'Wake-keeping'—a vigil kept over a corpse the night before burial—has been completely banned in the capital of Adansi-Akrofuom District of the Ashanti Region.
The traditional council, led by its regent Nana Annin Agyekum II, announced the ban last Friday during the celebration of Bona Festival aimed at saving female schoolchildren from getting pregnant.
According to the chief, sex, alcohol, drug abuse and promiscuity had become easy escapes for young people in the community because of 'wake-keeping' which provides them the opportunity to mill around on the streets in the night.
Speaking to the media on the sideline of the festival celebration, Nana Agyekum disclosed that teenage pregnancy had become a pernicious problem in the traditional area, where young girls hoping to escape poverty become easy prey for illegal miners popularly known as “galamseyers”.
In the Ashanti Region, 'wake-keeping' has become a way to gather to give condolences and lend moral support to a bereaved family, but the Adansi Akrofuom traditional leaders believe this has become a monster, destroying the lives of young girls in the community.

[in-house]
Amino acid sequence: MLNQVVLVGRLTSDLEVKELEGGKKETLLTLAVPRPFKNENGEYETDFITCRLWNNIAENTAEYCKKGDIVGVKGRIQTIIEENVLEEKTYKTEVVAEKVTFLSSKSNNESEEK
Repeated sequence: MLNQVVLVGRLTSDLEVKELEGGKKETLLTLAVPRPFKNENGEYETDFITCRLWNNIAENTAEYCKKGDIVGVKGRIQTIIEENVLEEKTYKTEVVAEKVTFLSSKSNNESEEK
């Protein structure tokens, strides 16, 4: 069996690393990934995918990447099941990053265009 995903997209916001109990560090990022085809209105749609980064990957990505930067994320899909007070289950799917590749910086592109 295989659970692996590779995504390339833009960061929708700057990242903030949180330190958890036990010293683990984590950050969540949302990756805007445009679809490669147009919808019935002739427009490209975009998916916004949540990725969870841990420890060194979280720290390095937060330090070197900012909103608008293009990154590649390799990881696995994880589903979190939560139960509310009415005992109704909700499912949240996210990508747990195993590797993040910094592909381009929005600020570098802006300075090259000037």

The regent said girls, as young as 12 years old, were getting pregnant in each passing month, while others engage in other forms of social vices at the detriment of their future. He, therefore, called for support from the traditional authority to nib the development in the bud.
He explained that the Bona Festival held annually is intended to rally the people together, raise funds for the development of the community and fight all forms of social vices.
The Akrofuomhemaa, Nana Abena Durowaa, on her part, said the traditional authority would team up with the district education directorate and the assembly to enforce the ban as teenage pregnancy was not only a community problem, but also a national one.
She appealed to parents to consistently keep an eye on their wards for them not to fall prey to drug and alcohol abuse, and teenage pregnancy.